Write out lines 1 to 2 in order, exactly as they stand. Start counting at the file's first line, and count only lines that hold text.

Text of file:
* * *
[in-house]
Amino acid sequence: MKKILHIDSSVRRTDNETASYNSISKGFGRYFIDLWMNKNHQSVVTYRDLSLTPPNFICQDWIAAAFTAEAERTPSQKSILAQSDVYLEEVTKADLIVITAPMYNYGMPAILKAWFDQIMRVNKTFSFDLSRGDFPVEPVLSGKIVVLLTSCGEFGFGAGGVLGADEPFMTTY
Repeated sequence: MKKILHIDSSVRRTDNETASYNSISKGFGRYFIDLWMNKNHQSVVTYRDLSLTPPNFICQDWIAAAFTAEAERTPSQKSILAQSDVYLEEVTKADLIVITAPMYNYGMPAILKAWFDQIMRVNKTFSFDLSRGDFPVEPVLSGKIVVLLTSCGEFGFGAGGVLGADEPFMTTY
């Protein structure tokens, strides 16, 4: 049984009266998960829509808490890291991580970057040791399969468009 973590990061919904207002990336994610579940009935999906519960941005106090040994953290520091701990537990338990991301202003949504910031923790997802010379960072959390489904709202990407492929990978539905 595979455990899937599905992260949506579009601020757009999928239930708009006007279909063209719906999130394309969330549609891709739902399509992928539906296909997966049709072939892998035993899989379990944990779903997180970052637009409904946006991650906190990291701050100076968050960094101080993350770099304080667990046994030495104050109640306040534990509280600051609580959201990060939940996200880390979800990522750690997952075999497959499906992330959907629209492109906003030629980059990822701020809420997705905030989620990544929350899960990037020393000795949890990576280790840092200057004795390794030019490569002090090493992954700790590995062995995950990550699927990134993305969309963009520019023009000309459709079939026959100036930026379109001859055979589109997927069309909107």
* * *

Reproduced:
[in-house]
Amino acid sequence: MKKILHIDSSVRRTDNETASYNSISKGFGRYFIDLWMNKNHQSVVTYRDLSLTPPNFICQDWIAAAFTAEAERTPSQKSILAQSDVYLEEVTKADLIVITAPMYNYGMPAILKAWFDQIMRVNKTFSFDLSRGDFPVEPVLSGKIVVLLTSCGEFGFGAGGVLGADEPFMTTY